Nikolay Goldobin has style to spare; this season, he's prepared to bring more substance

Pass it to Bulis

Nikolay Goldobin has fantastic shoes. That’s just a generally true statement. A quick perusal of his Instagram shows a colourful array of sneakers, dress shoes, and boots. Teal, pink, and red are just a few of the colours adorning Goldobin’s feet.

At any given moment, Goldobin is likely wearing great shoes.

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That was certainly true on the first day of Canucks training camp. After the fitness testing, he showed up wearing leather slip-ons with a gold cherubic design protruding from the vamp. They might have been Gucci, it’s hard to say. Whatever they were, they were eye-catching and stylish. I’m not sure any other member of the Canucks could have pulled them off.

A couple other Canucks writers tried to compare my shoes to Goldobin’s. I was wearing colourful Converse All-Stars that I love, but couldn’t hold a candle to Goldobin’s. It wasn’t a fair fight.



It’s @goldy_78 vs @passittobulis in a shoe-off at #Canucks media day. Whose are best?

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Off the ice, Goldobin has great style, but he’s just as stylish on the ice. Few on the team can match his skill with the puck and he’s scored some highlight reel goals in his 50 games with the Canucks.

Whether it’s chipping the puck past his check to himself before a top-corner snipe or embarrassing one of the best defencemen in the league, Drew Doughty, Goldobin clearly has top-tier talent with the puck.

The issue for Goldobin is that he needs a little more substance to go with that style. Goldobin undoubtedly looks great when he has the puck, but Canucks head coach Travis Green emphasized to him last season that the vast majority of the game is played without the puck on your stick.

“He's good with the puck when he has it," said Green before a game in early March. "He's gotta find ways to be good away from it. I met with Goldy today for 15-20 minutes. ‘How long do you have the puck?’ I asked him. He said 2 minutes. Called our analytics guys, he had it for 29 seconds last game.”

Some interpreted that as a slight against Goldobin, that he doesn’t have the puck enough, but that wasn’t the intent. No one player has the puck on their stick for very long during a game. 95% of the game is played without the puck.

That’s the substance that Goldobin needs in order to get into the lineup more regularly and play more minutes. There is a clear top-six opportunity available for Goldobin with the retirement of the Sedins. He could potentially play left wing on the top line with Bo Horvat and Brock Boeser. Alternately, he could end up on the right wing alongside Elias Pettersson, which is where he has skated so far in training camp.

There’s another possibility, of course: with the logjam on the wing, he could get waived and sent down to the AHL.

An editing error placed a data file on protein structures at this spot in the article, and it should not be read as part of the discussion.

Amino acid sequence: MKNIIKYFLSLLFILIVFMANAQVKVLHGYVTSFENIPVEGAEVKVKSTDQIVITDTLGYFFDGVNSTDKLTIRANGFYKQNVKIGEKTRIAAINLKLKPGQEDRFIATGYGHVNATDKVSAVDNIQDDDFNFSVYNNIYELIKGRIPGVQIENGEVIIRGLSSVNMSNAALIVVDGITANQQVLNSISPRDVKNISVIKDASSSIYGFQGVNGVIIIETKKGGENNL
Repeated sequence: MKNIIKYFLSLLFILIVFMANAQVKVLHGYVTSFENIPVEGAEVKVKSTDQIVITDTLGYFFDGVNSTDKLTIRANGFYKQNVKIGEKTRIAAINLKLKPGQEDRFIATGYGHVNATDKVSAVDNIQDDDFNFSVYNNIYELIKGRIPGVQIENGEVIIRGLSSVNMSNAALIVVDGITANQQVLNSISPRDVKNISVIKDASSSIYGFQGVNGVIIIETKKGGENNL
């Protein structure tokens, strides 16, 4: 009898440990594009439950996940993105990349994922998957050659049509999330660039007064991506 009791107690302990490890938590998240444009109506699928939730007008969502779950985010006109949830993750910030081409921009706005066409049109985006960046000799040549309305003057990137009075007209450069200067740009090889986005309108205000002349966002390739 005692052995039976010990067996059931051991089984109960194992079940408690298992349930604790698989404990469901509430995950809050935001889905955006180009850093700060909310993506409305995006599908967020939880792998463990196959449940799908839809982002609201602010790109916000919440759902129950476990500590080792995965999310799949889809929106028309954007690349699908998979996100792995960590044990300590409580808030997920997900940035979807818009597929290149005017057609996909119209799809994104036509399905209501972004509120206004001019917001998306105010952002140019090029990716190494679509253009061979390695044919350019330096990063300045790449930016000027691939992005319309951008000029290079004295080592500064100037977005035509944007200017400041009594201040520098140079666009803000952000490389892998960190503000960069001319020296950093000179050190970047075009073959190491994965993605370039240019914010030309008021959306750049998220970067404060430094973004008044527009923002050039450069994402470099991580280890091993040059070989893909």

That makes this training camp and preseason crucial for Goldobin and it could be a make or break moment for his time with the Canucks. He needs to prove that he can play away from the puck and provide enough of a two-way game that his coach can trust him in more situations.

Goldobin said he worked on that aspect of his game over the summer.

“I was working on every detail,” he said. “This summer was very long, so I’ve done a lot and improved myself in that area… You’ve just got to work hard, you know. You’ve got to skate harder.”

Goldobin knows that’s what Green will be looking for: winning puck battles, skating harder to loose pucks, and working harder defensively. That’s particularly true if he winds up on the wing with Pettersson, a rookie who may need some two-way support. He’s not a raw rookie anymore and he knows it.

“I feel more responsibility for this season. I’m not young anymore,” he said. “Time to take a job and be a good leader.”

Goldobin will be turning 23 in October and is entering the final year of his entry-level contract. He acknowledged the pressure of a contract year — “I hope I’ll do well,” he said — but he’s trying not to let it distract him: “I’m trying to put it away and just play my game.”

The hope is that a little more substance will give him more opportunities to impress with his style. Winning puck battles means more time with the puck on your stick. Improved defensive play means more time spent in the offensive zone. Goldobin started to show a stronger all-around game towards the end of last season and the points came along for the ride: 7 points in his final 11 games.

As Canucks training camp in Whistler finished up on Monday, Goldobin looked poised to continue that late-season run, scoring a hat trick in the final scrimmage. As Jake Virtanen jokingly interviewed him afterwards, Goldobin admitted that his goals didn’t come from a commitment to defence. Instead, he was at the blue line “catching fish,” which seems like a Russian phrase similar to “cherry picking.”



Virtanen joked that the other players were calling Goldobin “Cherry Picker” and “Seagull” — ie. a player that floats around looking for a breakaway pass instead of helping out defensively — but it seemed to be all in good fun. It wasn’t exactly serious hockey analysis, but some gentle ribbing from a teammate.

Preseason will be a better indicator of how hard Goldobin has worked on his play away from the puck.

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